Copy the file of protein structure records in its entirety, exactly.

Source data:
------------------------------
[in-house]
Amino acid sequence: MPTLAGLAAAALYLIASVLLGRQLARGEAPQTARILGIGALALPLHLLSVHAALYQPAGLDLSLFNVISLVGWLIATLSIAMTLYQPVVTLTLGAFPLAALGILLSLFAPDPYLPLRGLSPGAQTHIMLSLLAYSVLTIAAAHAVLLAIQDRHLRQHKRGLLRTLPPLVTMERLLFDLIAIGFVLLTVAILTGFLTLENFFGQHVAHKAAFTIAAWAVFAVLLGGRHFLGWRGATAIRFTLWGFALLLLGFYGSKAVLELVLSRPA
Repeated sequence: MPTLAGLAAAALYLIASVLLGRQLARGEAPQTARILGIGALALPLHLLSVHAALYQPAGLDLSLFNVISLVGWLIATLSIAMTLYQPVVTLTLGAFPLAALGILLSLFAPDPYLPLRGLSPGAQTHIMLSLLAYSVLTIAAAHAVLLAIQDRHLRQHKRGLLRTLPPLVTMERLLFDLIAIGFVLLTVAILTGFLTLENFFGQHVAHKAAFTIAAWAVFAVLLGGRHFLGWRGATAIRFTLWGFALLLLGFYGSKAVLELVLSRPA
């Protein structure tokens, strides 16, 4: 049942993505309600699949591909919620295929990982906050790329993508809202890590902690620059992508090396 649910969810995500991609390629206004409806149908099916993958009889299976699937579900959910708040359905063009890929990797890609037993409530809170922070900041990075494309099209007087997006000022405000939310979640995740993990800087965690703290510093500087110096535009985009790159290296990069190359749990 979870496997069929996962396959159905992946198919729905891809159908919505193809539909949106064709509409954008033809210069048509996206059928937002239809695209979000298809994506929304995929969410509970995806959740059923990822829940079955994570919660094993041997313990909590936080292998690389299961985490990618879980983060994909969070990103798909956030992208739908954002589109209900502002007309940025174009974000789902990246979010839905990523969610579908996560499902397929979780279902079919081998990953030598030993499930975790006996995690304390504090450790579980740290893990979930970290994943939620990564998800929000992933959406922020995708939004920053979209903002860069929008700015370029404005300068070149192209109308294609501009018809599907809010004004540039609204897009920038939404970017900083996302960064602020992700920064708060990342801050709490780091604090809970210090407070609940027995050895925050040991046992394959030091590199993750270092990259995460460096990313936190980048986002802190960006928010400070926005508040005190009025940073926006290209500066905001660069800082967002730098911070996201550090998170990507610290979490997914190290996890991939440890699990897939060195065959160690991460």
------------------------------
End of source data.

[in-house]
Amino acid sequence: MPTLAGLAAAALYLIASVLLGRQLARGEAPQTARILGIGALALPLHLLSVHAALYQPAGLDLSLFNVISLVGWLIATLSIAMTLYQPVVTLTLGAFPLAALGILLSLFAPDPYLPLRGLSPGAQTHIMLSLLAYSVLTIAAAHAVLLAIQDRHLRQHKRGLLRTLPPLVTMERLLFDLIAIGFVLLTVAILTGFLTLENFFGQHVAHKAAFTIAAWAVFAVLLGGRHFLGWRGATAIRFTLWGFALLLLGFYGSKAVLELVLSRPA
Repeated sequence: MPTLAGLAAAALYLIASVLLGRQLARGEAPQTARILGIGALALPLHLLSVHAALYQPAGLDLSLFNVISLVGWLIATLSIAMTLYQPVVTLTLGAFPLAALGILLSLFAPDPYLPLRGLSPGAQTHIMLSLLAYSVLTIAAAHAVLLAIQDRHLRQHKRGLLRTLPPLVTMERLLFDLIAIGFVLLTVAILTGFLTLENFFGQHVAHKAAFTIAAWAVFAVLLGGRHFLGWRGATAIRFTLWGFALLLLGFYGSKAVLELVLSRPA
């Protein structure tokens, strides 16, 4: 049942993505309600699949591909919620295929990982906050790329993508809202890590902690620059992508090396 649910969810995500991609390629206004409806149908099916993958009889299976699937579900959910708040359905063009890929990797890609037993409530809170922070900041990075494309099209007087997006000022405000939310979640995740993990800087965690703290510093500087110096535009985009790159290296990069190359749990 979870496997069929996962396959159905992946198919729905891809159908919505193809539909949106064709509409954008033809210069048509996206059928937002239809695209979000298809994506929304995929969410509970995806959740059923990822829940079955994570919660094993041997313990909590936080292998690389299961985490990618879980983060994909969070990103798909956030992208739908954002589109209900502002007309940025174009974000789902990246979010839905990523969610579908996560499902397929979780279902079919081998990953030598030993499930975790006996995690304390504090450790579980740290893990979930970290994943939620990564998800929000992933959406922020995708939004920053979209903002860069929008700015370029404005300068070149192209109308294609501009018809599907809010004004540039609204897009920038939404970017900083996302960064602020992700920064708060990342801050709490780091604090809970210090407070609940027995050895925050040991046992394959030091590199993750270092990259995460460096990313936190980048986002802190960006928010400070926005508040005190009025940073926006290209500066905001660069800082967002730098911070996201550090998170990507610290979490997914190290996890991939440890699990897939060195065959160690991460």